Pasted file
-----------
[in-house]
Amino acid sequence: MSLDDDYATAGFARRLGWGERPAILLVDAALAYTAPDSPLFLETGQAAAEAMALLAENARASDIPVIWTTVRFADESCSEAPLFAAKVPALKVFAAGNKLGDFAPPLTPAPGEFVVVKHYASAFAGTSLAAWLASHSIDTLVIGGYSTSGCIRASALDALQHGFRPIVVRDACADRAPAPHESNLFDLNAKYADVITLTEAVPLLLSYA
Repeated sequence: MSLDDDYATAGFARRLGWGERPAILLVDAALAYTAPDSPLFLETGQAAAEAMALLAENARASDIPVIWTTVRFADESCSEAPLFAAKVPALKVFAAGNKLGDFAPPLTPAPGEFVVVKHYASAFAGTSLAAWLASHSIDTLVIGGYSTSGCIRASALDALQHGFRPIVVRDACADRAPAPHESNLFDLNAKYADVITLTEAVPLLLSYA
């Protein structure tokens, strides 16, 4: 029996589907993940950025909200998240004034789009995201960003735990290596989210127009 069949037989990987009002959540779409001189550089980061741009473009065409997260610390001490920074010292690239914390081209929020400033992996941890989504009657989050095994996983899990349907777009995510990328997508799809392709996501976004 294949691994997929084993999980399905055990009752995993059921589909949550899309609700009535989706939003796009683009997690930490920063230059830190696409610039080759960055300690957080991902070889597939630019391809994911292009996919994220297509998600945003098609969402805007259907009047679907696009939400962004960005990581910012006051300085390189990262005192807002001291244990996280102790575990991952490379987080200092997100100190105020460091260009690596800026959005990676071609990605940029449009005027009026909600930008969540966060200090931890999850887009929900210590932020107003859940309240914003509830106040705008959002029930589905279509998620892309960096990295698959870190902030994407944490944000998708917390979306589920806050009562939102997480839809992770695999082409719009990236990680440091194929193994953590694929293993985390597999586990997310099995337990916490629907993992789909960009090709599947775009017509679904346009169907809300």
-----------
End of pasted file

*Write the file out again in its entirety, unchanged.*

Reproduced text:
[in-house]
Amino acid sequence: MSLDDDYATAGFARRLGWGERPAILLVDAALAYTAPDSPLFLETGQAAAEAMALLAENARASDIPVIWTTVRFADESCSEAPLFAAKVPALKVFAAGNKLGDFAPPLTPAPGEFVVVKHYASAFAGTSLAAWLASHSIDTLVIGGYSTSGCIRASALDALQHGFRPIVVRDACADRAPAPHESNLFDLNAKYADVITLTEAVPLLLSYA
Repeated sequence: MSLDDDYATAGFARRLGWGERPAILLVDAALAYTAPDSPLFLETGQAAAEAMALLAENARASDIPVIWTTVRFADESCSEAPLFAAKVPALKVFAAGNKLGDFAPPLTPAPGEFVVVKHYASAFAGTSLAAWLASHSIDTLVIGGYSTSGCIRASALDALQHGFRPIVVRDACADRAPAPHESNLFDLNAKYADVITLTEAVPLLLSYA
């Protein structure tokens, strides 16, 4: 029996589907993940950025909200998240004034789009995201960003735990290596989210127009 069949037989990987009002959540779409001189550089980061741009473009065409997260610390001490920074010292690239914390081209929020400033992996941890989504009657989050095994996983899990349907777009995510990328997508799809392709996501976004 294949691994997929084993999980399905055990009752995993059921589909949550899309609700009535989706939003796009683009997690930490920063230059830190696409610039080759960055300690957080991902070889597939630019391809994911292009996919994220297509998600945003098609969402805007259907009047679907696009939400962004960005990581910012006051300085390189990262005192807002001291244990996280102790575990991952490379987080200092997100100190105020460091260009690596800026959005990676071609990605940029449009005027009026909600930008969540966060200090931890999850887009929900210590932020107003859940309240914003509830106040705008959002029930589905279509998620892309960096990295698959870190902030994407944490944000998708917390979306589920806050009562939102997480839809992770695999082409719009990236990680440091194929193994953590694929293993985390597999586990997310099995337990916490629907993992789909960009090709599947775009017509679904346009169907809300």